The independent London newspaper

Dennis Pearce, zany union man who fought injustice

His outrageous exterior concealed a serious interior – even if he battled to keep it well disguised

24 June, 2019 — By Bernard Miller

WITH a collection of glasses that would make Dame Edna green with envy and a talent for one-liner putdowns that often left targets and observers in heaps of laughter, Dennis Pearce, who died peacefully in his sleep last month, cut an unusual figure for a local union branch chairman.

He had a talent for making the fight for serious human rights issues fun and the battle against injustice unspeakably flamboyant.

Those who worked with him over the last three years in Unite Commun­ity Camden, where he was first Secretary, then chair­man, were cease­less­ly impressed by his enthusiasm, determination and zaniness.

From a die-in in the lobby of University College Hospital to support the NHS, to attention-grabbing physical demonstrations against Universal Credit and benefits sanctions deaths and campaigns for immigrants’ rights – despite major health battles of his own – he contributed to and squeezed the best out of others in countless high-profile campaigns.

Described by a friend as bossy and cantankerous, his outrageous exterior concealed a serious interior – even if he battled to keep it well disguised.

With great attention to detail, determination not to let important issues drop, and a formidable range of communication skills, he researched and provided information and support for individuals facing all sort of problems. We knew him as an ideas person, one never to shun the limelight.

His volunteer work in local and national organisations spanned gay rights groups, working alongside Muslim mothers in a Camden credit union, and a mentoring programme for young people.

Many experienced his help on an individual basis, dishing out serious factual information to people facing benefits cuts, homelessness because of withdrawal of benefits or destitution because they had not been informed of their rights.

He accom­panied members to PIP (personal independence payment) assessments and corresponded with the leader of Camden Council to insist that nobody, council, housing associ­ation or private tenant, be made homeless because of poverty due to the imposition of Universal Credit.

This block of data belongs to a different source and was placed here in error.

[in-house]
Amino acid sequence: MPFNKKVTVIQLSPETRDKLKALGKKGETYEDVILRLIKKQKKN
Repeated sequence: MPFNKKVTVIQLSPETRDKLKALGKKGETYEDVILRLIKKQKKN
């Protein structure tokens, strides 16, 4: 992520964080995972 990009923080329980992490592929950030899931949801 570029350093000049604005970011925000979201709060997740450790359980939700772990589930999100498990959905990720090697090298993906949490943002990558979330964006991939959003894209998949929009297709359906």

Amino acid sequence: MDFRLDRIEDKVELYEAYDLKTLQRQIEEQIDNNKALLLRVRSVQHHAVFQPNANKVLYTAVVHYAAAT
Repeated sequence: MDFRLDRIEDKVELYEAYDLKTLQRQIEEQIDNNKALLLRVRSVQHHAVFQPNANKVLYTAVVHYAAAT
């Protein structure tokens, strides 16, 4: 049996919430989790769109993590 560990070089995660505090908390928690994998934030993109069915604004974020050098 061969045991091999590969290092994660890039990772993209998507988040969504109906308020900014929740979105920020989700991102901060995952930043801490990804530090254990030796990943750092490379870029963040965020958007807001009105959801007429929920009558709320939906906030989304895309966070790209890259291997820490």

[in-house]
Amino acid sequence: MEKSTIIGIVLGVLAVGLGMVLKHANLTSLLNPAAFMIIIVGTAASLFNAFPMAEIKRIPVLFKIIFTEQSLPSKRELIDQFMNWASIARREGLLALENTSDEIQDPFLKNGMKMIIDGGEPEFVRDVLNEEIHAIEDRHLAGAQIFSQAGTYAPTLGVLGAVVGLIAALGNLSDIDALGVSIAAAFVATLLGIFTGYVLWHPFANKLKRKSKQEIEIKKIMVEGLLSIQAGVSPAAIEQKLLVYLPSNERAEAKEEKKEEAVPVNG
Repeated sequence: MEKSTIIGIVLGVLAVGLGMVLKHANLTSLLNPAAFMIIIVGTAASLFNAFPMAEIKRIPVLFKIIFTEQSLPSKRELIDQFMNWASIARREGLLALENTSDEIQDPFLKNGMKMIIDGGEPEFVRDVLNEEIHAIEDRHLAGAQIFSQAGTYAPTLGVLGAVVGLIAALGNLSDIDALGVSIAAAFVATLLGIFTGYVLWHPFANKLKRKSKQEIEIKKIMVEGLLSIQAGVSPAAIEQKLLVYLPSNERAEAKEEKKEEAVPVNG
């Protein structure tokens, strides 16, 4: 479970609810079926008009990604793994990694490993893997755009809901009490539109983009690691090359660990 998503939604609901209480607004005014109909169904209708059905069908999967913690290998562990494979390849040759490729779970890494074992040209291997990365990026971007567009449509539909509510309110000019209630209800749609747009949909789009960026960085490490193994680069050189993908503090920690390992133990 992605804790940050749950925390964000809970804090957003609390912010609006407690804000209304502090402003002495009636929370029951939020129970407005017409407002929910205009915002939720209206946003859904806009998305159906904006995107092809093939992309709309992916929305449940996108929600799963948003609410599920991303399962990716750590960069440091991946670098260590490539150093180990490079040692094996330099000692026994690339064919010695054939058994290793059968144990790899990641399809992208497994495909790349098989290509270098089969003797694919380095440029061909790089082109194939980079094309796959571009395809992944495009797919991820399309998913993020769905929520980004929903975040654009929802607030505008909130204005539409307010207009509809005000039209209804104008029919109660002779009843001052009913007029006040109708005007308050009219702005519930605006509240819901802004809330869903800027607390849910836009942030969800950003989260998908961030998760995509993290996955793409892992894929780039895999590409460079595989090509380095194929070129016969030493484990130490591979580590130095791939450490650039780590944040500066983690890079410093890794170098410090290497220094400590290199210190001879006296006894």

Living for several decades with HIV and a series of cancers, he under­went multiple surgeries yet always remained cheerful – if feisty.

He had nothing but admiration for the main doctor who co-ordinated his care, Patrick French, highlighting his own experiences in a series of video clips Unite Community Camden produced on the importance of the NHS in our lives.

At his request, instead of a funeral, a group of close friends celebrated his life at The Sun pub in Holborn on June 2 where just over a year earlier he had celebrated his 60th birthday with them, sharing the story of how, after his sister advertised in a local newspaper for a ticket to let him see the Ziggy Stardust tour in Rochester, Dartford or even Gravesend, with his mind blown by David Bowie, Dennis realised there was more to life than the Medway Towns.

He never looked back.

The battles facing us now are greater than ever. As we try to generate ideas for our August 1 campaign for scrapping Universal Credit, focusing on School Holiday Hunger, we know Dennis’s ideas, like his personality, would have far outshone our modest efforts. To say he will be missed would be a pathetic understatement.

He would have managed something far more attention grabbing.


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